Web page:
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Right Qc SaGea&ica.
Clinton—R. Barnwell Rhett changes his Name—The Descendants of these
fusing to Endorse us—Members of the Church Snurnin^uj^
EXPERIENCES AMONG THE REBELS.
AUTOBIOGRAPHICAL SKETCH—NORTHERN AND SOUTHERN AGITATORS ALIKE TO BE DREADED—MUTINEERS ON BOARD THE SHIP OF STATE
SOUTH CAROLINA METHODISTS—THE RIGHT OF SECESSION ARGUED
JEFFERSON, MADISON, AND JACKSON ALL DENY THE RIGHT OF SECESSION.
It is a delicate task for a modest man to perform, when he undertakes to write out a memorial of himself, and especially when he shall undertake to give both his private and public life. But as I have never arisen to any thing like eminence, and as it is the custom of such only as have, to write out a full history of themselves, and to give their bad as well as good deeds to the world, I will be spared the labor and mortification of any unfavorable disclosures.
It will, perhaps, be urged that both sides of a man's picture of life should be given, and then the reader, having the whole man before him, will be the better prepared to award to him a righteous verdict. Others will insist that a man should so conduct himself as to be wholly free from improprieties, especially if he be a member of the Church, or wear clerical robes. To this I reply, that if the memoirs of only such as have lived and died without fault, and without incurring the displeasure of designing and bad men, were written, we should seldom, if ever, see a production of the kind.
I lay no claim whatever to inimitable excellencies; but I do claim that my good and evil deeds, if placed in a scale, would not be so perfectly poised that neither end would preponderate! An anecdote of my life will illustrate my views of this subject.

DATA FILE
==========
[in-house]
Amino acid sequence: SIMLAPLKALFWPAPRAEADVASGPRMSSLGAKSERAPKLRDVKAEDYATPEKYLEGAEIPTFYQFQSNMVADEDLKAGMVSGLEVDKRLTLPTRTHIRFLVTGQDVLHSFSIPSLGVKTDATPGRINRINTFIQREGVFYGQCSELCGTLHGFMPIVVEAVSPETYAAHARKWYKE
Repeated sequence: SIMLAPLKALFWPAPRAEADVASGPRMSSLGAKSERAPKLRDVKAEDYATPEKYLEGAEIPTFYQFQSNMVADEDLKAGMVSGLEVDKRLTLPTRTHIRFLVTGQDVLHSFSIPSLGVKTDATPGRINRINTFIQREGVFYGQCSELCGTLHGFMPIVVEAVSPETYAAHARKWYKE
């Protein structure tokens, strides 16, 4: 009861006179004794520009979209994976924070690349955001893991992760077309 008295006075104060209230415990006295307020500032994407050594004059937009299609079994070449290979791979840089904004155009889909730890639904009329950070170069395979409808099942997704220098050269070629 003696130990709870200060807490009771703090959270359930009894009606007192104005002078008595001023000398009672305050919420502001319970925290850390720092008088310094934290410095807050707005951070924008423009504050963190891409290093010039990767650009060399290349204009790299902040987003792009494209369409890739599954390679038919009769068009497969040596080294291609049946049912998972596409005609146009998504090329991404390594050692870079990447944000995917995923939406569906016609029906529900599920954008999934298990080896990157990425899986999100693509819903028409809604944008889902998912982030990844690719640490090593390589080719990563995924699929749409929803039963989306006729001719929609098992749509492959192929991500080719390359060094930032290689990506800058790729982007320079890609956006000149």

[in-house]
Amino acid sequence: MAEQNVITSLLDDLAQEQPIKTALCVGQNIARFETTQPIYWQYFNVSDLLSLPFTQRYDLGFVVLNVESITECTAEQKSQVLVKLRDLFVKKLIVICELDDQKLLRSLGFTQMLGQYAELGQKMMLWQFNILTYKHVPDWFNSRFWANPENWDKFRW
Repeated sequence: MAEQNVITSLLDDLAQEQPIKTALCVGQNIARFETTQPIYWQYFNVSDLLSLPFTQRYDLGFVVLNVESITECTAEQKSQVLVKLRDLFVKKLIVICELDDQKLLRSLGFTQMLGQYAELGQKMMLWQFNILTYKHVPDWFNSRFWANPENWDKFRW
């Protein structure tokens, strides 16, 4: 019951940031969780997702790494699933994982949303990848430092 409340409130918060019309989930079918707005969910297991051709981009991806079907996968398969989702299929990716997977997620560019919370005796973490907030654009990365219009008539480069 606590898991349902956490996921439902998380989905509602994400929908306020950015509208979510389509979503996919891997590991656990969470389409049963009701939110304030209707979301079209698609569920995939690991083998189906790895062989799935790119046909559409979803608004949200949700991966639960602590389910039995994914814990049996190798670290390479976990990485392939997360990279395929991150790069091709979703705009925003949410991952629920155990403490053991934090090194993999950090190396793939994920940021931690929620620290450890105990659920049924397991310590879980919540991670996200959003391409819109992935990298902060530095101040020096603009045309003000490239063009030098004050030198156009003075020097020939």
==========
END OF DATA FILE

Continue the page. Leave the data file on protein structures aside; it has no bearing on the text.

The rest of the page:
Whilst in attendance at an Annual Conference of the Methodist Church, in Abingdon, Virginia, some twelve years ago, I suffered from an attack of fever; and, either from the influence of medicine, or of fever on the brain, I became a little flighty. The opinion prevailed that I would die, and the venerable Bishop Capers, and other ministers, became anxious to know how the "eccentric Parson" felt in view of an exchange of worlds. Accordingly, they visited my room, and the Bishop read the Scriptures, and sang and prayed with and for me. On taking his lea^e of me,—holding me by the hand and looking me full in the face,—he inquired what my prospects were beyond the grave. It is said—and I have no doubt of the truth of the statement—that I returned for an answer, "Well, Bishop, if I had my life to live over again, I could improve it in many respects, and would try to do so. However, if the books have been properly kept in the other world, there is a small balance in my favor /"
I have lived long enough in this present evil world to have enlisted the sympathies of many friends, and at the same time to have excited the bitter resentments of many foes. This affords me proof that I have not been a negative character. That a man engaged in the work of propagating Christianity, in opposing error and defending the cause of truth, and, finally, in going about endeavoring to do good, should find himself exposed to enemies, or should meet with violent and protracted opposition, may seem strange. But history and observation inform us that such has been the lot of all decided public men, in a greater or less degree. While some emblazon a man's virtues, others will amplify his faults. A majority, however, labor
"The struggling pangs of conscious truth to hide,
rather than pursue the opposite course; and it is more than likely that on this account religious sectarians and political partisans have denied me justice. For it has certainly been my lot in life to have the shafts of unmerited censure hurled at me; and since this Great Rebellion has been inaugurated, I have been doomed to bear the base insinuations of invidious tongues and pens in Rebeldom!
Perhaps it will be asked, Who is the person that offers this volume to the world? In this the inquisitive reader